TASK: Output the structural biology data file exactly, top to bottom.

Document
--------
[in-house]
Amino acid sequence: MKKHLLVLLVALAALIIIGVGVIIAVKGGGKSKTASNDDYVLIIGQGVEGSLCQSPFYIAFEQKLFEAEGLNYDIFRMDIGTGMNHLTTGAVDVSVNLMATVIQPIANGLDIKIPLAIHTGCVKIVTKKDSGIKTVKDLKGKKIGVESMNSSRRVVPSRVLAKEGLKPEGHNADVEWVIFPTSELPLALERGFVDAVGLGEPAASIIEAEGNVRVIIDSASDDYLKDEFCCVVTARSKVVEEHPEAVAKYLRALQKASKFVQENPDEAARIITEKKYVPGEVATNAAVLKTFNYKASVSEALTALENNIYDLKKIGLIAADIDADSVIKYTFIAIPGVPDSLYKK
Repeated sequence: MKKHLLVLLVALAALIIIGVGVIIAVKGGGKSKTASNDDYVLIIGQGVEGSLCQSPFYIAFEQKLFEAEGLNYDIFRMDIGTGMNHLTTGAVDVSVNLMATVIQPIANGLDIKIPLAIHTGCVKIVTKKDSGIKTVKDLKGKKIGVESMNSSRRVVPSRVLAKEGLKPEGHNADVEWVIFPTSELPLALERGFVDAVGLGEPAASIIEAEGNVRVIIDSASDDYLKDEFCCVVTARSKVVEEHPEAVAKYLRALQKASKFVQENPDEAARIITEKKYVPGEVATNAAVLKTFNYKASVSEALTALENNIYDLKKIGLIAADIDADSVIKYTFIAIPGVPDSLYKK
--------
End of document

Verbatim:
[in-house]
Amino acid sequence: MKKHLLVLLVALAALIIIGVGVIIAVKGGGKSKTASNDDYVLIIGQGVEGSLCQSPFYIAFEQKLFEAEGLNYDIFRMDIGTGMNHLTTGAVDVSVNLMATVIQPIANGLDIKIPLAIHTGCVKIVTKKDSGIKTVKDLKGKKIGVESMNSSRRVVPSRVLAKEGLKPEGHNADVEWVIFPTSELPLALERGFVDAVGLGEPAASIIEAEGNVRVIIDSASDDYLKDEFCCVVTARSKVVEEHPEAVAKYLRALQKASKFVQENPDEAARIITEKKYVPGEVATNAAVLKTFNYKASVSEALTALENNIYDLKKIGLIAADIDADSVIKYTFIAIPGVPDSLYKK
Repeated sequence: MKKHLLVLLVALAALIIIGVGVIIAVKGGGKSKTASNDDYVLIIGQGVEGSLCQSPFYIAFEQKLFEAEGLNYDIFRMDIGTGMNHLTTGAVDVSVNLMATVIQPIANGLDIKIPLAIHTGCVKIVTKKDSGIKTVKDLKGKKIGVESMNSSRRVVPSRVLAKEGLKPEGHNADVEWVIFPTSELPLALERGFVDAVGLGEPAASIIEAEGNVRVIIDSASDDYLKDEFCCVVTARSKVVEEHPEAVAKYLRALQKASKFVQENPDEAARIITEKKYVPGEVATNAAVLKTFNYKASVSEALTALENNIYDLKKIGLIAADIDADSVIKYTFIAIPGVPDSLYKK